production for days. How many days depends on the individual dairy and their practices. Just the fact that they hold the cows off the line for
      any length of time is indicative to me that the antibiotics do affect
      the milk supply.” ……This is a loaded statement. and partially false.

      it does affect the milk supply. that milk is not longer good for making cheese etc. Cheese, yogurt, sour cream…all require bacteria in their production processes. So why would farmers sell milk with ANTIbiotics? this is just counter productive and doesn’t make sense.

      It is not up to the individual dairy or else dairies would not waste money by withholding milk for sale at all. Go take a look at any of the antibiotics you’re afraid of, each antibiotic has a specific “withholding” time assigned to it and it’s usually written on the bottle or on the instruction sheet with the medicine. A with holding time is the MINIMUM amount of days you must withhold that cow’s milk from being sold. This time is not based on the dairy but based on how long the antibiotic usually takes to clear the cow’s system.

      This brings me to my second point.

      All milk is tested for antibiotics before is it processed. Milk testing positive for antibiotic residue is REFUSED by the processing plant because it can’t use it. It is ILLEGAL to sell milk with antibiotics.

      My third point…

      The rBST “hormone” you’re afraid of your girls drinking, guess what? They’re drinking it anyway. There is NO TEST for rBST. It is a naturally occurring “hormone” that EVERY SINGLE cow produces, regardless of whether she’s supplemented with it or not. Companies can only claim to have “no rBST added” but they can not claim to be completely “rBST free” because there is no test to validate their claim. Also, look up the definition of a hormone and its structure and look up rBST and you’ll see it is actually digested by the body in the same manner as you would digest any other protein. (don’t tell me you’re afraid of your girls eating protein too?)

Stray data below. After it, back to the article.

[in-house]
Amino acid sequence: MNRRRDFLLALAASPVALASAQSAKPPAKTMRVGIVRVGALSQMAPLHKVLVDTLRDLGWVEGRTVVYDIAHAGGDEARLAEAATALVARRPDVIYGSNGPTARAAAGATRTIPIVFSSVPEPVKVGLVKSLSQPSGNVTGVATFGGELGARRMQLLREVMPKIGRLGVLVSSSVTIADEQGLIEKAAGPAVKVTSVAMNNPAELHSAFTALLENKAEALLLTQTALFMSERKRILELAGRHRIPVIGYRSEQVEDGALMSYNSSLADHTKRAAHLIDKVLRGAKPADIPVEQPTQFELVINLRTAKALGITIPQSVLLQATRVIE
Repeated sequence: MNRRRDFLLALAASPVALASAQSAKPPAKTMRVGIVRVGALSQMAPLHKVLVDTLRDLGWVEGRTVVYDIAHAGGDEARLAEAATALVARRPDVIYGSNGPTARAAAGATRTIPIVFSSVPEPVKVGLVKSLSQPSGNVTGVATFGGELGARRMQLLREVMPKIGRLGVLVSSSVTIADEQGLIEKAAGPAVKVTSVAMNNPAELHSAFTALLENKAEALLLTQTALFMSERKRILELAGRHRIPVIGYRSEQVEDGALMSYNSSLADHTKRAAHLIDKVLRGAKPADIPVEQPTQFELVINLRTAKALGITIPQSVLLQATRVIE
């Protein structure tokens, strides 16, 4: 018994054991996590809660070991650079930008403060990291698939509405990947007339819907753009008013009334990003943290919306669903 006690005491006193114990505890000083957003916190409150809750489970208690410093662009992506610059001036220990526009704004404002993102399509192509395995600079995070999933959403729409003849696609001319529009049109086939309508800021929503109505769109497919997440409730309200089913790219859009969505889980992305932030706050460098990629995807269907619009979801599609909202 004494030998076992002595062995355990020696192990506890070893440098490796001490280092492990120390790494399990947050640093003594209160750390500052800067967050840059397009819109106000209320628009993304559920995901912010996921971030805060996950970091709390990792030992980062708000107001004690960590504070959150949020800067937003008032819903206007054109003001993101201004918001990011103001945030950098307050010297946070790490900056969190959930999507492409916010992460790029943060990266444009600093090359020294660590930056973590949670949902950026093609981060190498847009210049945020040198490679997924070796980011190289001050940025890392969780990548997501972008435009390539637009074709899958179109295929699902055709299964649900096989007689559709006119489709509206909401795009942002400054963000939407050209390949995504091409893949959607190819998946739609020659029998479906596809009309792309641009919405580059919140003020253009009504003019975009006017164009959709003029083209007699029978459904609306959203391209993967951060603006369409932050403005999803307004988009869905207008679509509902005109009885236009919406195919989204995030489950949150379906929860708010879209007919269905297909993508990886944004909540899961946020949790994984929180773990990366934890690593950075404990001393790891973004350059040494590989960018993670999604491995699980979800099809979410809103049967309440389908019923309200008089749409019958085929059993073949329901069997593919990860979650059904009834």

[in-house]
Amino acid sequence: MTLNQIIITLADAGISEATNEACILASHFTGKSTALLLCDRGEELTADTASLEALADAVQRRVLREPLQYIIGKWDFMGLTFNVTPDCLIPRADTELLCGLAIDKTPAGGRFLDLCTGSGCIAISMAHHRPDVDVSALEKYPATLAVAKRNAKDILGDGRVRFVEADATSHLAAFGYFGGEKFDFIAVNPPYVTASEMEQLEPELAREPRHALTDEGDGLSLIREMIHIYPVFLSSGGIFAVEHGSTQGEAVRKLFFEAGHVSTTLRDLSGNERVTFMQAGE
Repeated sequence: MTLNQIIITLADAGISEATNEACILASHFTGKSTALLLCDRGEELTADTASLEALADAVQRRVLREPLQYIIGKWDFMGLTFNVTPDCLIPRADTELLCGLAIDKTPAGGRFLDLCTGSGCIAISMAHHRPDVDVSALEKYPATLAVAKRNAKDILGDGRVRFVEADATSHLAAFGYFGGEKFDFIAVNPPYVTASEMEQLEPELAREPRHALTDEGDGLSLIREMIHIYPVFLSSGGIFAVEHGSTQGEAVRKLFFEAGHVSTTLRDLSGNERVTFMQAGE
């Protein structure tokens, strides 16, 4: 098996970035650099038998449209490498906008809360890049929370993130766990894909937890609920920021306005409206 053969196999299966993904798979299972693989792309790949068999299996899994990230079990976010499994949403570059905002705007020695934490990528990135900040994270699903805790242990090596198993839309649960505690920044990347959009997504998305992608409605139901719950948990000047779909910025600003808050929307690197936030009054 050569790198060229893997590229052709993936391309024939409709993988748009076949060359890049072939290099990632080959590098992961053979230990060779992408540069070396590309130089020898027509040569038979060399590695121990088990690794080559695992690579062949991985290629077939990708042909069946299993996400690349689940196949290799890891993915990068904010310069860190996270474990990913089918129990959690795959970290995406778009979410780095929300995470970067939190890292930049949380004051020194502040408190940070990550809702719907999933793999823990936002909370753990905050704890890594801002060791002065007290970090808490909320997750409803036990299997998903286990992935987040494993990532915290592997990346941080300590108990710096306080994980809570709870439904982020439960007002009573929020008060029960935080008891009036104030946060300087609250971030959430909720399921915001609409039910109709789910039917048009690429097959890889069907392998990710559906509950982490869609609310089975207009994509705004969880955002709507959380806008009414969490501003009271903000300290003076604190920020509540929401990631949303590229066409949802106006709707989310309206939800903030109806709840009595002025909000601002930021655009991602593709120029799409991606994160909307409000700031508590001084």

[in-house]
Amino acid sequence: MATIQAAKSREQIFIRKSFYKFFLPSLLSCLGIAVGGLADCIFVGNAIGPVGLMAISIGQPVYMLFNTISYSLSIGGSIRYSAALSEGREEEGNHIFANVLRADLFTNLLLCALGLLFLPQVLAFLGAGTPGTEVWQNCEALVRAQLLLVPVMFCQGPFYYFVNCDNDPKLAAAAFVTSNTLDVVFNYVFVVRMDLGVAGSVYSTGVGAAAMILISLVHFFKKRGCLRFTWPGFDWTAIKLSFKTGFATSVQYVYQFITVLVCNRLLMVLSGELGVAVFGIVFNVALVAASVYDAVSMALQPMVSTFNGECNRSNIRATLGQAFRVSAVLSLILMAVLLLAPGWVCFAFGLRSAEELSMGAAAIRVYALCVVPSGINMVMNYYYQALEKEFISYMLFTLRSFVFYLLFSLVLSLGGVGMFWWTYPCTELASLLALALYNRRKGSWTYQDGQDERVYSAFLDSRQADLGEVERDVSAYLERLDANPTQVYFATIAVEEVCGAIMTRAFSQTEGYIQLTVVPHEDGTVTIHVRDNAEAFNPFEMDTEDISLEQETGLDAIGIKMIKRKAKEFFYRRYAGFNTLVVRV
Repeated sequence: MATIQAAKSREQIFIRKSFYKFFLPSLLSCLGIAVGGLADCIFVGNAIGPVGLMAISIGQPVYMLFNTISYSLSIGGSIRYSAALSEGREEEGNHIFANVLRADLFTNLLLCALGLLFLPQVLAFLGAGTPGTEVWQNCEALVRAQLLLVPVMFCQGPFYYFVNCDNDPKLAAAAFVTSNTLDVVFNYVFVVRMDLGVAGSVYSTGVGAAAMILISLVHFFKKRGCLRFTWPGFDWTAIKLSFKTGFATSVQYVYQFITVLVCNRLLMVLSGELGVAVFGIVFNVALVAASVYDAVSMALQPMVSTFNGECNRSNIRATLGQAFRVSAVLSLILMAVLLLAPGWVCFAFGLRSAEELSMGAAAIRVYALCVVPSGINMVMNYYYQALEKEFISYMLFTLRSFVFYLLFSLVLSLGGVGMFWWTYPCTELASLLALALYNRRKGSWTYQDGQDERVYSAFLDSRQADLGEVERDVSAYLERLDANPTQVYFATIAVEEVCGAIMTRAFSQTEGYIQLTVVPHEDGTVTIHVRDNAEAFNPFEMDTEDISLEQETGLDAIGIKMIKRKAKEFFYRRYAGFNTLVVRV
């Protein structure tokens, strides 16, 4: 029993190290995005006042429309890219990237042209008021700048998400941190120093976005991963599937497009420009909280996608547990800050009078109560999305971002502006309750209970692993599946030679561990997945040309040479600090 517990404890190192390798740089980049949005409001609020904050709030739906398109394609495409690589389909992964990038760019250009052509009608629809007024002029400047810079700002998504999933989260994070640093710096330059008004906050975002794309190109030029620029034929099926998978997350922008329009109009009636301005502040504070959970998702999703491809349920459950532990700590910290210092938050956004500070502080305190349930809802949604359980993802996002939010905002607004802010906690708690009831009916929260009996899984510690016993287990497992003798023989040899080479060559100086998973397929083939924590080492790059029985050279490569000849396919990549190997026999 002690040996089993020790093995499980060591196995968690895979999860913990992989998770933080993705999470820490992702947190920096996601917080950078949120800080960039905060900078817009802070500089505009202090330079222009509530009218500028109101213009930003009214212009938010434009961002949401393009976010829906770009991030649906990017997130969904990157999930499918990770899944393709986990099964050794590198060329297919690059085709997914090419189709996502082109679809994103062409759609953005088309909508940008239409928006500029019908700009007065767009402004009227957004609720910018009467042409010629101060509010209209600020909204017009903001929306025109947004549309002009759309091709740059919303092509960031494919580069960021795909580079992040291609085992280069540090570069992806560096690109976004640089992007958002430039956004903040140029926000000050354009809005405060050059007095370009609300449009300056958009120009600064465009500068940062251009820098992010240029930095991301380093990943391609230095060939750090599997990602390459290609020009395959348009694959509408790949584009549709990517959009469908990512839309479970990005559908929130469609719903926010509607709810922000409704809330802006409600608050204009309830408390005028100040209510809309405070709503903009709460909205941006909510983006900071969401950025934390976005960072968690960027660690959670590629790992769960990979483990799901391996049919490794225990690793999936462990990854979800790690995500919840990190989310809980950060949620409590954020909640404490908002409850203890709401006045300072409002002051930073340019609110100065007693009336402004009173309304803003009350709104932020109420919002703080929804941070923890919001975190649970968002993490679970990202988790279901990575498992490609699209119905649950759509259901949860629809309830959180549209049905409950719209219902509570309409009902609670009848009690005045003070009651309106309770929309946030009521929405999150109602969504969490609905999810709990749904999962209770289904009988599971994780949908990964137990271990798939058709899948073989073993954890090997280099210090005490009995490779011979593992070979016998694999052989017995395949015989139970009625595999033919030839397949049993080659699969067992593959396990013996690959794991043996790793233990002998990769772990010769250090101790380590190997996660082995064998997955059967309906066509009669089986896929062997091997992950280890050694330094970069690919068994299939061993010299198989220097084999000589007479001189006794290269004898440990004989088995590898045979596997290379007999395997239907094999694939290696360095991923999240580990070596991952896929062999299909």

I am currently and animal science major and have taken over 20 hours of strictly dairy related classes. I also currently work at a dairy and can tell you first hand that the only reason we take milk from cows being treated with antibiotics out from selling is because we legally can not do it. I believe the law was created because 1) this milk is not good for making cheese/yougurt/etc. because the antibiotics would hinder the process because those products REQUIRE bacteria. 2.) there are so many people with antibiotic allergies and there would be no way to label/warn consumers of which antibiotic was in which carton of milk and how much was in it. it is a $20,000 fine if our milk comes back from the processing plant and tests positive for any trace of any antibiotic.

      just wanted you to get your facts straight.

      • amysanders

        thank you for your input. and you are right in that they can’t test for rBST because it mimics the cows naturally produced hormones. i shared my initial fear that made me make my decisions–the point i was trying to make (i guess quite poorly), is that it is interesting how certain things guide us to make decisions (like my choosing organic milk because it was free of synthetic hormones) when really, i could have had the same thing with regular milk that was rBST free. i was trying to share that i am learning a ton by doing this. this is just a story of my journey and what i’m learning. my research isn’t exhaustive, so i welcome any feedback that you have to share. so thank you for sharing what you have learned! i appreciate it.

        • TheChapLeigh

          As you had mentioned in your first posting about milk, this is a highly controversial, extremely heated topic between the two groups who stand at polar opposites to one-another. Both groups have their strong opinions and most have a distinct bias. Both speak from a committed belief in their viewpoints, and will passionately defend them. When researching this topic, it is wise to consider the probably bias of that person speaking… certainly someone whose study & work is within the industrialized milk industry is speaking from the current trends within that industry, & thus from a position to defend those practices. However, as is communicated from the multitude of documentaries out there, I reiterate that the “Raw milk movement” (and associated consumer concerns) threatens the current industrialized milk industry.
          Again, I would recommend reading “The Untold Story of Milk”. It’s an easy internet download and not difficult nor time consuming to read through.

      • amysanders